I know the size of DFT is the number of samples used to do the calculation. But the audio signal (and other signals) normally have many samples. So, what does really happen, if I choose $2$ seconds of audio, which will have $2 \times 44100$ samples, and $1024$ as the size of DFT ?

First, the result of the DFT is the amplitude and phase of the frequencies which are stepped by $44110 / 2 / (1024 / 2) \approx 43\textrm{Hz}$. So we get $0\textrm{Hz, } 43\textrm{Hz, } 86\textrm{Hz, } .... \textrm{to } 22050\textrm{Hz}$. Is this correct?

Second, as I analysis the $2$-second signal, the calculation is done by using every $1024$ samples to calculate $512$ DFT bins, then what ? We can get $44100 * 2 / 1024 = 86$ results of DFT, we calculate the mean of every result to build the final result ?


In order to understand the effect of DFT length $N$ on the computed spectrum samples, you shall be aware of two things:

1- The interrelation between theoretical DTFT and practical DFT.

2- The windowing effect on the analysed samples

For the first relation, consider a causal, discrete-time signal $x[n]$ of finite length $L$, whose DTFT, $X(e^{j\omega})$ is:

$$ X(e^{j\omega}) = \sum_{n=0}^{L-1} x[n] e^{-j\omega n}$$

This is mainly a theoretical tool, it's a complex valued continuous-frequency function which can not be represented in a digital computer system which can only work with sampled data of finite bit length.

In order to solve this issue, an alternative definition of Fourier transform for discrete time signals have been proposed and called as the DFT (discrete Fourier transform) $X[k]$ given as:

$$ X[k] = \sum_{n=0}^{N-1} x[n] e^{-j\frac{2\pi}{N} n k} ~~~,~~~ \text{for} ~~~ k=0,1,...,N-1$$

Where $N$ is the DFT-size and not necessaily the signal length (usually $N \geq L$ is taken). When $N=L$ it can be seen from visual inspection that:

$$ X[k] = X(e^{j \omega})|_{w = \frac{2\pi}{N} k} = X(e^{-j\frac{2\pi}{N} k})$$

That's to say, N-point DFT values $X[k]$ of finite length signal $x[n]$ are the uniform samples of the DTFT $X(e^{j\omega})$ of the signal $x[n]$ itself. Hence we maintain the view that DFT values are the samples of the DTFT evaluated at $w_k = \frac{2\pi}{N} k$ frequencies.

Now it's obvious that the more samples you evaluate (larger the $N$) on DTFT $X(e^{j\omega})$ the smoother representation $X[k]$ will have. In addition, the minimum number of DFT samples that could exactly represent DTFT is given by $N_{min} = L$. Furthermore at this point it's very critical to understand the fact that increasing $N$ alone and keeping $L$ fixed, does not provide a higher-resolution spectrum samples, it merely provides a smoother set of finely spaced samples of fixed DTFT.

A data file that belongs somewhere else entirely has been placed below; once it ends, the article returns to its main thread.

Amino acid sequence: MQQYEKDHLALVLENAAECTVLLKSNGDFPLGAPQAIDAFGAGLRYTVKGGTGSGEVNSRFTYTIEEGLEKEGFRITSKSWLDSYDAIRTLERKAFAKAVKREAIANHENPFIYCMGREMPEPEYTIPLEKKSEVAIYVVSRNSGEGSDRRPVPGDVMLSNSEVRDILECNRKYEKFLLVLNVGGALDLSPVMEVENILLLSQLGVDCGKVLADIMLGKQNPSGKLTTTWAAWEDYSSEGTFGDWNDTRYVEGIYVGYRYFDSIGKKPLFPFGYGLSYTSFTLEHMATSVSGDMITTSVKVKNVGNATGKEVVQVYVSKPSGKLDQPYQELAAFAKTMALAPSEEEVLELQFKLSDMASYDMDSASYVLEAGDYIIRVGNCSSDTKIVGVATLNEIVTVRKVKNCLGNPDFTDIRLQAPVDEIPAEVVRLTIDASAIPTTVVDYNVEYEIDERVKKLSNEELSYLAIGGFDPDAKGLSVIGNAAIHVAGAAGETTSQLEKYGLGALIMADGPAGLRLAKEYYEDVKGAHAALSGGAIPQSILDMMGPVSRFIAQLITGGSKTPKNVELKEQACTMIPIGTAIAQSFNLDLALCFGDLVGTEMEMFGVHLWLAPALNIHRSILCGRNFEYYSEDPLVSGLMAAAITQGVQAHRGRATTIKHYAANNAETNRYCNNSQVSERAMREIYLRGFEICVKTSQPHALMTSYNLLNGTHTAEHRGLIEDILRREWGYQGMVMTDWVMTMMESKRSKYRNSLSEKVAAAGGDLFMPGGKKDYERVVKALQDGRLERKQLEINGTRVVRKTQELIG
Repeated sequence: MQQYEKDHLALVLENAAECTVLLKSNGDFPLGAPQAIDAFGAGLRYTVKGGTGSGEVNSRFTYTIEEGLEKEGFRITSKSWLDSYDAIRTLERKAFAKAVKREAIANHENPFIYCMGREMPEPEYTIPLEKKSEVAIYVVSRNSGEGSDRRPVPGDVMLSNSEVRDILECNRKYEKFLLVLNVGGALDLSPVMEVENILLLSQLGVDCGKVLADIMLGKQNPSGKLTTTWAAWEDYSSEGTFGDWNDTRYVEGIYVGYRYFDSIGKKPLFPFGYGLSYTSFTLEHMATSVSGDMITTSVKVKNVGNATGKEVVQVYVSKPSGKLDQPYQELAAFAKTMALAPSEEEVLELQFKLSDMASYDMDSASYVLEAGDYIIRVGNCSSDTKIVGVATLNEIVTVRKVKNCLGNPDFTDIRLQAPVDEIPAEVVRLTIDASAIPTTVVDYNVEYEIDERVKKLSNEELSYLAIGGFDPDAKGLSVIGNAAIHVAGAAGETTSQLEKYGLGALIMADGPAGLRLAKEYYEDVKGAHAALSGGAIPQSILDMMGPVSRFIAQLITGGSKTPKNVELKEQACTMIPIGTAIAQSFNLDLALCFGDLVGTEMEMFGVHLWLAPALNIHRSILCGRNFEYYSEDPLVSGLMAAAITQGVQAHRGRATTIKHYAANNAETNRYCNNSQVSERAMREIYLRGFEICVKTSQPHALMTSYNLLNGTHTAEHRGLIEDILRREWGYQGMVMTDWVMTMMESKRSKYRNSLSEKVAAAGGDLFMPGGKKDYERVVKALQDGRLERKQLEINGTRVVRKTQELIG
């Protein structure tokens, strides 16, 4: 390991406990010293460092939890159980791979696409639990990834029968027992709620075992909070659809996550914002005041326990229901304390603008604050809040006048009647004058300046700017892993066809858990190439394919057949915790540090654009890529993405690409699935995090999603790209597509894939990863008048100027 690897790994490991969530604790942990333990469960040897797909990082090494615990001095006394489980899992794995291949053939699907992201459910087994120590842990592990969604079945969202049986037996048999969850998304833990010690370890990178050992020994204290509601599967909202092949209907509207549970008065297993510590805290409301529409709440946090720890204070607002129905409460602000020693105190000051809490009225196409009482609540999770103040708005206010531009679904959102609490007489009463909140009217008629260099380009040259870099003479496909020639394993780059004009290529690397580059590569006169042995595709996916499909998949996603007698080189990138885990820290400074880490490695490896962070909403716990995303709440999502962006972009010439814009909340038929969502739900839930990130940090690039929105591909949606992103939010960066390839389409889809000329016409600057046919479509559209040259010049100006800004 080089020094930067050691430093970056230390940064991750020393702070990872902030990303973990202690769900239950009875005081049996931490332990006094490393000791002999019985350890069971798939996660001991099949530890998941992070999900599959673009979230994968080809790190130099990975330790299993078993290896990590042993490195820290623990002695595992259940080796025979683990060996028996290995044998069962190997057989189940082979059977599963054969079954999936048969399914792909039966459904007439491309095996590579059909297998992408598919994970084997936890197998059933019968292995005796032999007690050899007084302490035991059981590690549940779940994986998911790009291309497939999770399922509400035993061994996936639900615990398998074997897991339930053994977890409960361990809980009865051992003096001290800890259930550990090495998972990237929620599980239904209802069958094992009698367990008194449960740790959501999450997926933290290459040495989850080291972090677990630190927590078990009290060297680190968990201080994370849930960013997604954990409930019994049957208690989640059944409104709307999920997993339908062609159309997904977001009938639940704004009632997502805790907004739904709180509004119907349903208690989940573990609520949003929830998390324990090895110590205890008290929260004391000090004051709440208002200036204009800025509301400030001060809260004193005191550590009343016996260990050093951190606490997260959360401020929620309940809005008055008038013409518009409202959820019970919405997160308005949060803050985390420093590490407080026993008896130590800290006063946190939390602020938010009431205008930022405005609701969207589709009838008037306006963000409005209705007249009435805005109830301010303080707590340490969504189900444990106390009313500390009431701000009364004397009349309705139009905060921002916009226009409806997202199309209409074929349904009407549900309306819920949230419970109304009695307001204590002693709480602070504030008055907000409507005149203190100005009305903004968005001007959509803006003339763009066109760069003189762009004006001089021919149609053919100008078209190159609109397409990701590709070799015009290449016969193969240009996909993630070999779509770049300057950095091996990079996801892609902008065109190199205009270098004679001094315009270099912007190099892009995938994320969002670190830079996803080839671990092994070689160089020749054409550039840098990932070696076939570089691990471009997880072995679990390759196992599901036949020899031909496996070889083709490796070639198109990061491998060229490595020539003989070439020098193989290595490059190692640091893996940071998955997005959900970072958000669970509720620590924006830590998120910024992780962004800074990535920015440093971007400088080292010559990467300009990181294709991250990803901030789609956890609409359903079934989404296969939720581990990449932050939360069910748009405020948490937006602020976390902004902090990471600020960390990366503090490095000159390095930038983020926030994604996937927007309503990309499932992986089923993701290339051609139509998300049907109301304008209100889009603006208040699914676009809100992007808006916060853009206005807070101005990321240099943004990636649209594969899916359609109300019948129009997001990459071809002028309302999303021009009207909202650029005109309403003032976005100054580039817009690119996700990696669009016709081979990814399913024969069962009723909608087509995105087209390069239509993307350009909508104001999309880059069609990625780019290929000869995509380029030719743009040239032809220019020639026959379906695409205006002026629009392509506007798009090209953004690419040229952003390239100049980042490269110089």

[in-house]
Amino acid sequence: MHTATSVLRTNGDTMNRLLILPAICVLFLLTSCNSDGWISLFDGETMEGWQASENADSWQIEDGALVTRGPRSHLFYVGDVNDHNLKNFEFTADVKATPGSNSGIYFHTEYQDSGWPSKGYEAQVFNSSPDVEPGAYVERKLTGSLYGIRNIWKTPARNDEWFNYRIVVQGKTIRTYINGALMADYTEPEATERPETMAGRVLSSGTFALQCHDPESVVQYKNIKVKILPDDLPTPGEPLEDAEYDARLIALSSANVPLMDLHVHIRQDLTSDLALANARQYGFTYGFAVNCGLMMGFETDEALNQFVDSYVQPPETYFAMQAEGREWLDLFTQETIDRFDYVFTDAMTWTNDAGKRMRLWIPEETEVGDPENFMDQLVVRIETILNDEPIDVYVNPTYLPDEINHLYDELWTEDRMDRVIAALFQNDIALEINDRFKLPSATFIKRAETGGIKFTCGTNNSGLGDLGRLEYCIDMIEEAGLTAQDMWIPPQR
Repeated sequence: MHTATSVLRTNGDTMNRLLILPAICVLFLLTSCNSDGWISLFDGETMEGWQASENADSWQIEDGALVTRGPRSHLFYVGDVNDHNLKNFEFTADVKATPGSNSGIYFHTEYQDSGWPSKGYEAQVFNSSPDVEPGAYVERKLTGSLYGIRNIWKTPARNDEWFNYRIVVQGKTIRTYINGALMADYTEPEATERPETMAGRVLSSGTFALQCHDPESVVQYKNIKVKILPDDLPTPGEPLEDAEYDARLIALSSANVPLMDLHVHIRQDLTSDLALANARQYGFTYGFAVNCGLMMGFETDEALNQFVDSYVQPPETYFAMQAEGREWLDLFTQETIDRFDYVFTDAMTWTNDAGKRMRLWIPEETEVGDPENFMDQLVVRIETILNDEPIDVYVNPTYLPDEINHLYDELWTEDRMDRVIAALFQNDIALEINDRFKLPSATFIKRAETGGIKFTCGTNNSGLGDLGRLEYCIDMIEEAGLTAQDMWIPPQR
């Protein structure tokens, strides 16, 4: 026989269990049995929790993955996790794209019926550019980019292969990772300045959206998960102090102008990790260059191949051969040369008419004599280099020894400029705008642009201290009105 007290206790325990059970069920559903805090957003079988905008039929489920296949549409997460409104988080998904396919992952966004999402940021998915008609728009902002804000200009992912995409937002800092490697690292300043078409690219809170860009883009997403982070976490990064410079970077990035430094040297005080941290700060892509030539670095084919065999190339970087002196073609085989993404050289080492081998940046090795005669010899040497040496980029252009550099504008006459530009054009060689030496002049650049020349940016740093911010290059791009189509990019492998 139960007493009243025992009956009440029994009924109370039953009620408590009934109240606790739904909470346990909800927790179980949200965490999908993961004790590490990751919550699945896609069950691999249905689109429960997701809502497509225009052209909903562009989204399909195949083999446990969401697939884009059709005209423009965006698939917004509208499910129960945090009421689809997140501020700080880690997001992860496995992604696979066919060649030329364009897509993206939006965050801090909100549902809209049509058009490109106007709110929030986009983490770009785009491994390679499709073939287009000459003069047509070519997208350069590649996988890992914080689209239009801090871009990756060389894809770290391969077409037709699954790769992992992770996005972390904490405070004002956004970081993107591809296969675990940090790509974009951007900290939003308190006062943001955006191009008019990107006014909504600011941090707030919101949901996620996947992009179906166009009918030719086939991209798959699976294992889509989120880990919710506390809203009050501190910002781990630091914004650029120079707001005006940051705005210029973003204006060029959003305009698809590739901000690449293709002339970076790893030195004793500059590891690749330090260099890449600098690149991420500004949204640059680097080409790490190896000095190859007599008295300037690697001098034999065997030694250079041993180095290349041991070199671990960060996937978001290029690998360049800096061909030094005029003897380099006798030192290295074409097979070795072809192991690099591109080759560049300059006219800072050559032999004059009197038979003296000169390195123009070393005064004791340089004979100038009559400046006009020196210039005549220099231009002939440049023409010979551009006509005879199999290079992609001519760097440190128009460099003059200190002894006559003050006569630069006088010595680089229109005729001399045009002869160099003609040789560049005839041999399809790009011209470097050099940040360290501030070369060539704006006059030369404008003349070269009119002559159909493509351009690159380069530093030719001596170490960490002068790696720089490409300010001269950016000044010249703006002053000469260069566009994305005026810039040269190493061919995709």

The second relation is what gives the clues of expected spectral resolution of the DFT samples. Now from multiplication by a window, $w[n]$ of length $M$, property of the DTFT, it can be seen that a finite-length excerpt $v[n] = w[n] x[n]$ from a signal $x[n]$ of indefinite (or very long) length is providing you the DTFT spectrum of a limited-resolution version of the true spectrum $X(e^{j\omega})$ which is based on all the samples of $x[n]$

The limitation of the spectrum is fundamentally determined by the window length $M$ and window type. So in a practical setting, your FFT block length (or input buffer length etc) gives you the windowing effect. The effect can be roughly summarized as a blurring of the true spectrum. The result of which is that close-by (and detailed) frequency content is mixed up and get lost in each other, so that you cannot recover them back.

So if you want highly detailed spectral examination of a signal, you should observe it long enough (your window length should be long) and you should use a long enough DFT size $N$ so that you get a dense sample representation of the true (blurred) spectrum $X(e^{j\omega})$ after it was windowed in time domain whose effect is a convolution with a low-pass character frequency function $W(e^{j\omega})$ resulting in a smeared true spectrum.

Then coming to your practical setting: when you have a signal of $x[n]$ sampled at $F_s = 44.1$ kHz, and rectangularly windowed by $M=1024$ samples, the computed DFT samples are providing the values of blurred spectrum whose rought frequency reolution is about $2 F_s /1024 \approx 86.1$ Hz. Using a Hamming window would instead provide a resolution of 160 Hz. And you should expect a resolution something in between. Therefore, eventhough the DFT bins would sample the windowed DTFT at spacing of $f_k = F_s/N = 43$ Hz apart, you cannot expect meaningful information at less than $86$ Hz steps at best and $160$ Hz steps most usually.

  • $\begingroup$ Thanks for your answer. DTFT, is for aperiodic discrete signal; DFT, is for periodic discrete signal; $\endgroup$
    – zxhfirefox
    Aug 9 '17 at 3:49
  • $\begingroup$ After reading and digesting, I think you are saying that because the computer can not process aperiodic discrete signal, so we use a window function to make the signal into segments, and process them separately, and the result spectrum is a roughly simulated version of the true spectrum, correct ? $\endgroup$
    – zxhfirefox
    Aug 9 '17 at 4:08
  • $\begingroup$ And for my second question, I read it in a book, and I think the answer is YES, the results are averaged to make a plot. $\endgroup$
    – zxhfirefox
    Aug 9 '17 at 4:08
  • $\begingroup$ To make more resolution in the spectrum, we should both provide longer samples and good size of DFT, correct? $\endgroup$
    – zxhfirefox
    Aug 9 '17 at 4:12
  • $\begingroup$ And the values of the result spectrum's x axis are stepped at 43Hz, but the meaningful step should be 86Hz, correct ? $\endgroup$
    – zxhfirefox
    Aug 9 '17 at 4:12

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